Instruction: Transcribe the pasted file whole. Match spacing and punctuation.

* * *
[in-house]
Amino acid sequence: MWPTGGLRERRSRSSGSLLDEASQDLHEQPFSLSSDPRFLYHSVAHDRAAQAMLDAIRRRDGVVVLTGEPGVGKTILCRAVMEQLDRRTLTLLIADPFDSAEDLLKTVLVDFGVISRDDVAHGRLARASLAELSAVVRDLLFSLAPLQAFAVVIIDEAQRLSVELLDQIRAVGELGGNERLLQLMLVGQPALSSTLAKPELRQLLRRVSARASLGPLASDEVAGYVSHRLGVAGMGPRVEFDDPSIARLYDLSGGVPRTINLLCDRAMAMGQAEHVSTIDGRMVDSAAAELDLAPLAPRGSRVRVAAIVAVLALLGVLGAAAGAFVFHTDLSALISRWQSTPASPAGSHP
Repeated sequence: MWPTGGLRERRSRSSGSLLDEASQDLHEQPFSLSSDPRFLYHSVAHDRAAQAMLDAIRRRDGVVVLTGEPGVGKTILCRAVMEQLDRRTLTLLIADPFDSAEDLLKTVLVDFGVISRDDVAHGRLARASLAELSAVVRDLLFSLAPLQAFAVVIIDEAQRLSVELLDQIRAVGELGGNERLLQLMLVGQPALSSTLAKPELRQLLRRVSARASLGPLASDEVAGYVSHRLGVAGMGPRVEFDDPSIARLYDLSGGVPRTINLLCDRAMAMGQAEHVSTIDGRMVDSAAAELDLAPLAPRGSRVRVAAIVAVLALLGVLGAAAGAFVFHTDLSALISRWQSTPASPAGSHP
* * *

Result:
[in-house]
Amino acid sequence: MWPTGGLRERRSRSSGSLLDEASQDLHEQPFSLSSDPRFLYHSVAHDRAAQAMLDAIRRRDGVVVLTGEPGVGKTILCRAVMEQLDRRTLTLLIADPFDSAEDLLKTVLVDFGVISRDDVAHGRLARASLAELSAVVRDLLFSLAPLQAFAVVIIDEAQRLSVELLDQIRAVGELGGNERLLQLMLVGQPALSSTLAKPELRQLLRRVSARASLGPLASDEVAGYVSHRLGVAGMGPRVEFDDPSIARLYDLSGGVPRTINLLCDRAMAMGQAEHVSTIDGRMVDSAAAELDLAPLAPRGSRVRVAAIVAVLALLGVLGAAAGAFVFHTDLSALISRWQSTPASPAGSHP
Repeated sequence: MWPTGGLRERRSRSSGSLLDEASQDLHEQPFSLSSDPRFLYHSVAHDRAAQAMLDAIRRRDGVVVLTGEPGVGKTILCRAVMEQLDRRTLTLLIADPFDSAEDLLKTVLVDFGVISRDDVAHGRLARASLAELSAVVRDLLFSLAPLQAFAVVIIDEAQRLSVELLDQIRAVGELGGNERLLQLMLVGQPALSSTLAKPELRQLLRRVSARASLGPLASDEVAGYVSHRLGVAGMGPRVEFDDPSIARLYDLSGGVPRTINLLCDRAMAMGQAEHVSTIDGRMVDSAAAELDLAPLAPRGSRVRVAAIVAVLALLGVLGAAAGAFVFHTDLSALISRWQSTPASPAGSHP